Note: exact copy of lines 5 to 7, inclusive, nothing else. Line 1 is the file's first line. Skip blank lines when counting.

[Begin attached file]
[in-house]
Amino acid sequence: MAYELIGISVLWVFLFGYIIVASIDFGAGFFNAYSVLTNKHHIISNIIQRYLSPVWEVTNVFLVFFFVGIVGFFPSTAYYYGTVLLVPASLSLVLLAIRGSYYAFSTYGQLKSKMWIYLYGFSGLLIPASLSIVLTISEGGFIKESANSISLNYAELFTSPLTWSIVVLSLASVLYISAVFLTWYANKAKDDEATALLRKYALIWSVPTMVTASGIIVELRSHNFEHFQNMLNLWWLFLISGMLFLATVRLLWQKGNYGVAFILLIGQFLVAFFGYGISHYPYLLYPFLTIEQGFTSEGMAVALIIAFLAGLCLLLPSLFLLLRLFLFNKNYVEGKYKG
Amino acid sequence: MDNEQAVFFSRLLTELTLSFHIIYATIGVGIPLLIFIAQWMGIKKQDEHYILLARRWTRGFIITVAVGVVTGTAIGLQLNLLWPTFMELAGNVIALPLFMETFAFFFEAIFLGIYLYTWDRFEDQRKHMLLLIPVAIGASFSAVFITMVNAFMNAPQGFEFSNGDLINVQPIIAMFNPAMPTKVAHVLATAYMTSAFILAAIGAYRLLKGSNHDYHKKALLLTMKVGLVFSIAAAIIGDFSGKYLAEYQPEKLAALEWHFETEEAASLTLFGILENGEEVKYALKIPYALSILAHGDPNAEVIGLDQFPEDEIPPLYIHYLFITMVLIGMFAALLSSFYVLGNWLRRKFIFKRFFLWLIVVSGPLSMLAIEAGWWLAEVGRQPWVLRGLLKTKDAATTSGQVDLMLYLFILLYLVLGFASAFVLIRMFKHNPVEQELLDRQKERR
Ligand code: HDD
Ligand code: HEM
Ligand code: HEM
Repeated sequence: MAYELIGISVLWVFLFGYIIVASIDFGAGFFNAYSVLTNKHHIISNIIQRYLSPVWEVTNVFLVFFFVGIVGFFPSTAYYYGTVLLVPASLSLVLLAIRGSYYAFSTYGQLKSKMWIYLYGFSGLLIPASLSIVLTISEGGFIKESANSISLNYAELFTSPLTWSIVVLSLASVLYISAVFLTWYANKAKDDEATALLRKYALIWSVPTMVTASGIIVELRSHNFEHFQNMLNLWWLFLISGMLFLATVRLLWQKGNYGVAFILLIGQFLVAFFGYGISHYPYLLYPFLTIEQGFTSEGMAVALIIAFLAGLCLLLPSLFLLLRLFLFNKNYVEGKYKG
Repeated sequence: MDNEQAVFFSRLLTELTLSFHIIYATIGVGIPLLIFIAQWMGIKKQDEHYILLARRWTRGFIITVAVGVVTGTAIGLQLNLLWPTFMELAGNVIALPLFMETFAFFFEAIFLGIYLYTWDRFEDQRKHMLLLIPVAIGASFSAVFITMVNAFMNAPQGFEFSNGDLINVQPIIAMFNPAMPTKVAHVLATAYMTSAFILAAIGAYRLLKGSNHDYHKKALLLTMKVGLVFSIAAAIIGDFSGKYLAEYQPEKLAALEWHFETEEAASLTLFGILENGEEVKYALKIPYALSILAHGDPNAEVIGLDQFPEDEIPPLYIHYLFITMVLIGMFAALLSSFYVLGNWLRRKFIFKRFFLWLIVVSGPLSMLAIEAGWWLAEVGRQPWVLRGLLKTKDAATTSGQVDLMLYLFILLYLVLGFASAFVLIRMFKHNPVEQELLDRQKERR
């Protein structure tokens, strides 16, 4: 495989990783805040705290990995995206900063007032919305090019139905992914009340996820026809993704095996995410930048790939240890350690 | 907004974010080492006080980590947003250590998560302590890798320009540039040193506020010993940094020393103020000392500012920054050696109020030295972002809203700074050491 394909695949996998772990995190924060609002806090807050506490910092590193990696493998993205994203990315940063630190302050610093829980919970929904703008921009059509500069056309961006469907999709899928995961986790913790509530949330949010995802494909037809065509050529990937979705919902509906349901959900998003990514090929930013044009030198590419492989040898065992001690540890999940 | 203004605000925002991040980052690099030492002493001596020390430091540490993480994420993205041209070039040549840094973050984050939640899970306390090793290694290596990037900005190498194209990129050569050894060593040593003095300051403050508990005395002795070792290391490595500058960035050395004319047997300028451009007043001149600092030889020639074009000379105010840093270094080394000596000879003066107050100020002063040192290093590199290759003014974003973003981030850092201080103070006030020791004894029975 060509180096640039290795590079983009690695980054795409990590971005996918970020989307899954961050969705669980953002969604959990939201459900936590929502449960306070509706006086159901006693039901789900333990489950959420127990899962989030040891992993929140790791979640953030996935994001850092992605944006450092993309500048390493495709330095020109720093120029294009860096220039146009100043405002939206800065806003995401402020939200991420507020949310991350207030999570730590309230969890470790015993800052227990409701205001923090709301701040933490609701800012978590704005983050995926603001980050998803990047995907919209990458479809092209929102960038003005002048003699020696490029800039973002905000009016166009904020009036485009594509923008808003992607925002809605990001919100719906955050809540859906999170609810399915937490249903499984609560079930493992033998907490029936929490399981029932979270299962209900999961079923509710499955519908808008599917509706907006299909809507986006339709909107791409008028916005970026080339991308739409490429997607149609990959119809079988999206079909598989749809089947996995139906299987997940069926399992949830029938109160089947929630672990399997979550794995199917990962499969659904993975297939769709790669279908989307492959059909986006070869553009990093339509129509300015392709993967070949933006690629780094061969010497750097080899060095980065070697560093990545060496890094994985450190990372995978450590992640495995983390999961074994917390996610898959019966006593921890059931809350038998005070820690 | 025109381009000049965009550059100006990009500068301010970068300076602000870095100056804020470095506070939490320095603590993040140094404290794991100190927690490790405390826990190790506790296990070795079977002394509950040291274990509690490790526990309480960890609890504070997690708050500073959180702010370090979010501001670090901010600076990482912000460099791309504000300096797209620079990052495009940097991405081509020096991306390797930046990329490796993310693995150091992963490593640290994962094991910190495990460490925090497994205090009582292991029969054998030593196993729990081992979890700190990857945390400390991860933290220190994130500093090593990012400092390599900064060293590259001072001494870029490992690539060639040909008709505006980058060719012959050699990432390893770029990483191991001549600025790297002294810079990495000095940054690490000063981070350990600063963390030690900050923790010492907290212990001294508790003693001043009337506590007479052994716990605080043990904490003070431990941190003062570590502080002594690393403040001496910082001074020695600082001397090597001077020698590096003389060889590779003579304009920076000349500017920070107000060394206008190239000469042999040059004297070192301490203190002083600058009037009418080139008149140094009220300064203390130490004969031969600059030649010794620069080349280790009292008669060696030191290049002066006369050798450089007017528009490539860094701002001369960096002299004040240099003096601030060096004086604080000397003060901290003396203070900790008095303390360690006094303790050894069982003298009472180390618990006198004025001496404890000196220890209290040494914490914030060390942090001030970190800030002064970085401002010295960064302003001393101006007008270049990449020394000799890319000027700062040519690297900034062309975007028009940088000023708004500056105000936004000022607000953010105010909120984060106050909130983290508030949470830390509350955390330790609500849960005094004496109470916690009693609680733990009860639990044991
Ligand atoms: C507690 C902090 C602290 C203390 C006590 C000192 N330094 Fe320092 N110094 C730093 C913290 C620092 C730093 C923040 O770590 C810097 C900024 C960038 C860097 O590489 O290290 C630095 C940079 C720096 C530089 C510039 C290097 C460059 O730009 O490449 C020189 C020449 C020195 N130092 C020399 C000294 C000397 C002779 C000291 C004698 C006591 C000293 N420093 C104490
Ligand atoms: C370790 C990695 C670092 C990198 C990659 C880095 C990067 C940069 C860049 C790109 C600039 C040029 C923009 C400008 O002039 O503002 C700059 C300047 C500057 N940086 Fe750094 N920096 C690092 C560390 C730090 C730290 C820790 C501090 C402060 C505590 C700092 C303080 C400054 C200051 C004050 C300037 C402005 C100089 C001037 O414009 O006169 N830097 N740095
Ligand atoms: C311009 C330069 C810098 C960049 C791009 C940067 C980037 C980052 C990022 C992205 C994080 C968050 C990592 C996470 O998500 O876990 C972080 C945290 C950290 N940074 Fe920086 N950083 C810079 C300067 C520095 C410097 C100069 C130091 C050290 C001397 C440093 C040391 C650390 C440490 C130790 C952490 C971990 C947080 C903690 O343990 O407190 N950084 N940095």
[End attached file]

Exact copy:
Ligand code: HEM
Ligand code: HEM
Repeated sequence: MAYELIGISVLWVFLFGYIIVASIDFGAGFFNAYSVLTNKHHIISNIIQRYLSPVWEVTNVFLVFFFVGIVGFFPSTAYYYGTVLLVPASLSLVLLAIRGSYYAFSTYGQLKSKMWIYLYGFSGLLIPASLSIVLTISEGGFIKESANSISLNYAELFTSPLTWSIVVLSLASVLYISAVFLTWYANKAKDDEATALLRKYALIWSVPTMVTASGIIVELRSHNFEHFQNMLNLWWLFLISGMLFLATVRLLWQKGNYGVAFILLIGQFLVAFFGYGISHYPYLLYPFLTIEQGFTSEGMAVALIIAFLAGLCLLLPSLFLLLRLFLFNKNYVEGKYKG